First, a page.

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Re: [xmca] The Ubiquity of Unicorns

Hi Michael,
you must have misunderstood me. We have two interconnected orders, one of sound patterns, which we hear or read as words, the other one some world generally. I didn't write about "meaning" because I don't (try to) use it, because it is overused and abused. The two orders are interwoven, and a sound can change the other order, "Step aside" may get a person to move and therefore the world changes, but it also may earn you a fist on the nose, and the two effects are different.

I think Wittgenstein and especially later philosophers would agree that there is NO system of rules sufficient to explain language in use, which was precisely the point in the discussion between Derrida and Searle on speech act theory, and the various interpreters of the exchange, as people like Culler and Habermas subsequently further elaborate.

The rules themselves are made as we go, and this is what I attempt to capture (at least in part) with the notion of con/texture and con/ texting, where text not only "means" but also establishes the very context within which it definitively "means" (to use your verb). (See I can mention use, thereby also use, and the difference between mention and use becomes undecidable, in the very sentence preceding this parenthesis.)

I have no idea in which sense you use "meaning". What does someone understand when they understand the "meaning". What is "meaning"? The trouble is with the word that users point to something obliquely. What is the "meaning" of Bildung?


On 23-Oct-09, at 11:23 AM, Michael Glassman wrote:

But Michael,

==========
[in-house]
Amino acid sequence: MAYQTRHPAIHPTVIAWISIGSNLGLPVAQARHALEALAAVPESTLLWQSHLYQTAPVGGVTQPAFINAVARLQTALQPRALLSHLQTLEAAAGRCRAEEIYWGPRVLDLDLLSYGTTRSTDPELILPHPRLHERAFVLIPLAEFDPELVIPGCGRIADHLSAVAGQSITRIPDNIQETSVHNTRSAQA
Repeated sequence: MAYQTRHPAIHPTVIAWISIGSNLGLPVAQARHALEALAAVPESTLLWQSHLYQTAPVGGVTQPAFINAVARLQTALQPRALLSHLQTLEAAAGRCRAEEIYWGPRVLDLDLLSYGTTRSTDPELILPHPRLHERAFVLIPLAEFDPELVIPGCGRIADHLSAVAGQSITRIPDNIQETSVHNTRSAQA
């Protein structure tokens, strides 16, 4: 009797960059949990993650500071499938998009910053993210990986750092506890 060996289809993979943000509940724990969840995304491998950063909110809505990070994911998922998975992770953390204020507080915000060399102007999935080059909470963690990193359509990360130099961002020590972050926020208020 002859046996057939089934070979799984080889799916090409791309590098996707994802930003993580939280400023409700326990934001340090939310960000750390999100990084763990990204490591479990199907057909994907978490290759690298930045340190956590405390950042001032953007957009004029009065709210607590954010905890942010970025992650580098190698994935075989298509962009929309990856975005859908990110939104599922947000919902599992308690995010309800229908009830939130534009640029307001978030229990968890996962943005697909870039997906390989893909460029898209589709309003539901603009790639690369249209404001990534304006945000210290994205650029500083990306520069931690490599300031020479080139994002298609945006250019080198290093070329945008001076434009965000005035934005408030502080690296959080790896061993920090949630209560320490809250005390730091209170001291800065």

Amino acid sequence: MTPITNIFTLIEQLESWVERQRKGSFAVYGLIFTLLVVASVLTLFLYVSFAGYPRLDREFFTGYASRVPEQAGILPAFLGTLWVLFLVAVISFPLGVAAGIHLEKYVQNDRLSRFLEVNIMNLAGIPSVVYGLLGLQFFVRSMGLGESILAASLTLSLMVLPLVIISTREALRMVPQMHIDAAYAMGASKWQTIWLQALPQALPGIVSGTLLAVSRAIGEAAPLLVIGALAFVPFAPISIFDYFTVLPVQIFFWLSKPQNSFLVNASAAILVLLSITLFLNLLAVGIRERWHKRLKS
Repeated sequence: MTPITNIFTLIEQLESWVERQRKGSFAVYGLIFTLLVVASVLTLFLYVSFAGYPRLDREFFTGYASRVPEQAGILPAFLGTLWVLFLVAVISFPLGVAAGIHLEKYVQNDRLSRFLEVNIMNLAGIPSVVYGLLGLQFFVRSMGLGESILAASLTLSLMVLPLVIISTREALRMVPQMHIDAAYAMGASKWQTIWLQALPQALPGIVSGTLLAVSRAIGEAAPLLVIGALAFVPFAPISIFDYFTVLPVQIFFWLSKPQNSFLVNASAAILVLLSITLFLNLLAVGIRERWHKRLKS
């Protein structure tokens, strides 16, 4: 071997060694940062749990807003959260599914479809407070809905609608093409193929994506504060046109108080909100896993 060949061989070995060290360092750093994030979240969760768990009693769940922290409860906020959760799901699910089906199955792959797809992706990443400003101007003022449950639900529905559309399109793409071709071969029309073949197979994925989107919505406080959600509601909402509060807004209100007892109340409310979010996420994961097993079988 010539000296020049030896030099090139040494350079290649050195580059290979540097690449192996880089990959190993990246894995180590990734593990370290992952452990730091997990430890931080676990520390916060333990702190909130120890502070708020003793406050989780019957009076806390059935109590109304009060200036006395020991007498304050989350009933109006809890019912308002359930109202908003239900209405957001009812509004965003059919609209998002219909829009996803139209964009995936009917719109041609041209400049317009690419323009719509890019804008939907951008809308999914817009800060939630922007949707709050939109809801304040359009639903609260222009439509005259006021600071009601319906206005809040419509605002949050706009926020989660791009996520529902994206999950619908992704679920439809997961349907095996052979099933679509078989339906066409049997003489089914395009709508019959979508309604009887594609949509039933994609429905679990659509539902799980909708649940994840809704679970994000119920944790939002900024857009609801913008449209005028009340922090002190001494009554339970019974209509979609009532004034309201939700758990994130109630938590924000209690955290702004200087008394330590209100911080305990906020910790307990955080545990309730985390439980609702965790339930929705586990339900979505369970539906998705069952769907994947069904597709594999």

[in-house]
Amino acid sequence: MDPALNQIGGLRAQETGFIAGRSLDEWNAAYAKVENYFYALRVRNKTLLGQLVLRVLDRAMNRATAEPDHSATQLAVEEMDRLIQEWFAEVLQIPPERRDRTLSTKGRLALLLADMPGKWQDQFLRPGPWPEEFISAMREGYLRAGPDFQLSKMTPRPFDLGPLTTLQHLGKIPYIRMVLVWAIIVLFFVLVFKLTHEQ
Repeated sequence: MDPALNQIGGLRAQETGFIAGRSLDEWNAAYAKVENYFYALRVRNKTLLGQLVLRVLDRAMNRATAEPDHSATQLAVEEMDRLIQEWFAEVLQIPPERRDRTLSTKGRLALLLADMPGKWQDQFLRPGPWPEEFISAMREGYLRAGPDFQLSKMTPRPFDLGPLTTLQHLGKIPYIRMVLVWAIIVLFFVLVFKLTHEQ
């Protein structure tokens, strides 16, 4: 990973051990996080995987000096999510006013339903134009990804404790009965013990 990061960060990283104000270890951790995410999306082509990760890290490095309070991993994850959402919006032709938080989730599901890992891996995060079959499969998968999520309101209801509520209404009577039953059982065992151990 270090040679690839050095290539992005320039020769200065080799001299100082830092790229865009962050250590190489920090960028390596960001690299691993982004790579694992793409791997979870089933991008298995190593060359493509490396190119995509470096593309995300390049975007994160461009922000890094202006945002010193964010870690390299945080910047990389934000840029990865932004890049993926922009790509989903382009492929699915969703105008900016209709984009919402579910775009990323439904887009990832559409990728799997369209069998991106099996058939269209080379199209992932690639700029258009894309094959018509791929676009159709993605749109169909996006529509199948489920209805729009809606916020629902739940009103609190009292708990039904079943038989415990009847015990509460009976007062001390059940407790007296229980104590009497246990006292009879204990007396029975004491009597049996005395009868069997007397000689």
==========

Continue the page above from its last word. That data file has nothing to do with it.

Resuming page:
Isn't this taking something of a realist approach to words? That is that certain words mean certain things, which the reader can actually know and therefore use to help interpret of the meaning of the text around them. This means that there are certain words that can be known and can't be known, based on experience. I am thinking of Wittgenstein's observation of the chess game, where if you saw two people playing from a distance you would think they were playing the same game with the same rules you were playing, but this is only an assumption, because they do not share the community's understanding of the rules. But I am thinking that Wittgenstein saw this more as an issue of cultural capital rather than absolute knowledge. If it is important to teach an individual the rules of the game you can teach them. I think somebody like Rorty might argue that this was inevitable as long as the players, those reading the text, were interested and active in the understanding. When an individual writes a text he is writing at least to some degree to teach what all the meanings of the word are. So somebody reading a text reads the word Bildung in the text, he or she is confused, but is interested in understanding. They return to the text again as they attempt to get their horizon to meet with the author's (hat tip to Gadamer). In the end the reader may not be able to describe Bildung outside of the text, outside of the authors specific vision. And may not be able to describe it to somebody who is not sharing that particular horizon. But they understand the meaning and the role that word is playing in the text in an important way.



From: xmca-bounces@weber.ucsd.edu on behalf of Wolff-Michael Roth
Sent: Fri 10/23/2009 2:04 PM
To: eXtended Mind, Culture, Activity
Subject: Re: [xmca] The Ubiquity of Unicorns


On 23-Oct-09, at 10:51 AM, ERIC.RAMBERG@spps.org wrote:

consciousness has developed.  David Kellogg has provided numerous
of how native Korean speaking people do not grasp basic concepts of the
english language.  Some of the low achieving students I work with have

I think, with Heidegger, Derrida, Rorty, Wittgenstein, Davidson,
Deleuze, and others, that the difference between knowing a language
and knowing one's way around the (cultural) world is undecidable.
Concepts are not just concepts of English language, they are
irreducibly interwoven with the way of life.

This is why Anglo-Saxons tend to have difficulties with activity
(Tätigkeit, deyate'nost) and activity (Aktivität, aktivnost'). This
is why there is no concept like Bildung, because in the conduct of
life of Anglo-Saxons, there is no equivalent segmentation to which
the concept could refer, and there is no inter-concept relation where
such a distinction would be useful.

I do find the concept of "concept" problematic, because it is being
used on this list without working out just what it stands for. (in
general use, it appears like meaning that is somehow related to words.)

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